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Hi,
 
I am working on a C# project and part of which is to read a byte data from both UNIX and WIN machines.
Some byte data correspond to date and time. So here is the task that I need I do.
1. Convert byte to long.
2. Convert long to DateTime
3. Convert DateTime to String.
 
Problem.
When converting datetime, I need to use two epoch time to be able to correctly convert the byte data to datetime string.
 
Code that works for files created on UNIX System
public readonly DateTime Epoch = new DateTime(1970, 1, 1, 0, 0, 0, DateTimeKind.Utc).ToLocalTime();
 
Code that works for files created on WINDOWS System
public readonly DateTime Epoch = new DateTime(1970, 1, 1, 0, 0, 0, DateTimeKind.Local).ToLocalTime();
 
Question.
Is there a single epoch date time format that will work for both UNIX and WINDOWS?
 
Please help.
Posted 24-Jan-13 15:16pm
Edited 24-Jan-13 19:25pm
v2
Comments
Sergey Alexandrovich Kryukov at 24-Jan-13 23:07pm
   
What do you mean "work for"?
 
File formats are certainly identical, because this is CLR format. But are you saying that if you call identical constructors on Mono for Unix and .NET for Windows, the results will be different?!
 
What if you also try on Mono for Windows?
 
—SA
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Solution 1

It's not a C# problem, it's actually a Windows vs UNIX thing.
 
Unix generally uses UTC hardware time, meaning that the hardware clock stores the time in UTC (GMT, Zulu, +0, etc) and is converted to a readable format according to which time zone the computer says it's in once the information is needed.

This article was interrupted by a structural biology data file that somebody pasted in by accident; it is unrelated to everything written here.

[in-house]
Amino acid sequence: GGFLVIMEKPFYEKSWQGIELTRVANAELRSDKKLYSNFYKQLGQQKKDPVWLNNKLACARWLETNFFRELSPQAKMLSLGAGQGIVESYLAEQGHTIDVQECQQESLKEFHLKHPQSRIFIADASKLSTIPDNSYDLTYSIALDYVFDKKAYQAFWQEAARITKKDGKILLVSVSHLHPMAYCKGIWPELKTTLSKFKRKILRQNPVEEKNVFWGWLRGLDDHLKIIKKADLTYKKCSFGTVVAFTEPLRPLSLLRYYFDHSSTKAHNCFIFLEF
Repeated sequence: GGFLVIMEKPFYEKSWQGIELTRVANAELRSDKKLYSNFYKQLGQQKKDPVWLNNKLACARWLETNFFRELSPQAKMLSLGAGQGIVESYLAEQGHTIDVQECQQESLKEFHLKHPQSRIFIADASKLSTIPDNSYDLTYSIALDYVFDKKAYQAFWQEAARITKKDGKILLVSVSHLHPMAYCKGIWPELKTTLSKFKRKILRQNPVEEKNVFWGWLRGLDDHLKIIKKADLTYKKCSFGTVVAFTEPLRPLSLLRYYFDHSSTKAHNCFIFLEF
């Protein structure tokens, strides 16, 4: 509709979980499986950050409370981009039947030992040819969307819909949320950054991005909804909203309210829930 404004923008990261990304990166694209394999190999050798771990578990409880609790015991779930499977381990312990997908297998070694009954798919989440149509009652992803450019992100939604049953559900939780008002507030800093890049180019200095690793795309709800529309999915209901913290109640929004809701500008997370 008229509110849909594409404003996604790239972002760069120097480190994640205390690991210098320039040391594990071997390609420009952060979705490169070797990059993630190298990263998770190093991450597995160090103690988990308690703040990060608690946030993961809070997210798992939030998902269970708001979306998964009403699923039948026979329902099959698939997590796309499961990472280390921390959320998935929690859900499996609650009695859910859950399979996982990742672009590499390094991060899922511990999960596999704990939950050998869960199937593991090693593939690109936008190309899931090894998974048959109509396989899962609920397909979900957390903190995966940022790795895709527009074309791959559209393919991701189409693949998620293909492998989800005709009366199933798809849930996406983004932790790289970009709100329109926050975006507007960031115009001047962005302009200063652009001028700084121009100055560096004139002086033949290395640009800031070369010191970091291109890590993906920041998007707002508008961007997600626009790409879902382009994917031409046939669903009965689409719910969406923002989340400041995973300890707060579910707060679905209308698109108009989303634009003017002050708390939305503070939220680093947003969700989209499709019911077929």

On the other hand, Windows sets the hardware clock to Local time adjusted for daylight savings time and the like.
 
The question (and why this command will not work correctly on a dual boot system) is what format is the system's clock actually in? If you tell the command that you're using UTC time, and it's not stored as UTC time, you will have an error.
 
There is no way to generate an Epoch do with that particular command without first checking to see if you're running Linux, Mac, or Windows... It kind of has to be expected when trying to get a POSIX unit of measure on a non-POSIX system.
 
As an aside, it's much easier to tell Linux to store time as Local time than it is to trick Windows into storing time as UTC time (unless you tell it that you live in Greenwich)
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v2
Comments
ure fowei at 25-Jan-13 0:55am
   
Thank you for the response. Very well said. So there is no way to create a generic Epoch time format usable for files encoded from UNIX and WINDOWS.
 
My Proposed Solution:
I guess I will need a separate algorithm to determine whether the encoded datetime matches that of the time reflected on the filename(through a timestamp YYMMDD-HHmmSS)
 
Do you think this would be passable?
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Solution 3

See here[^] for information on times for files in Windows.
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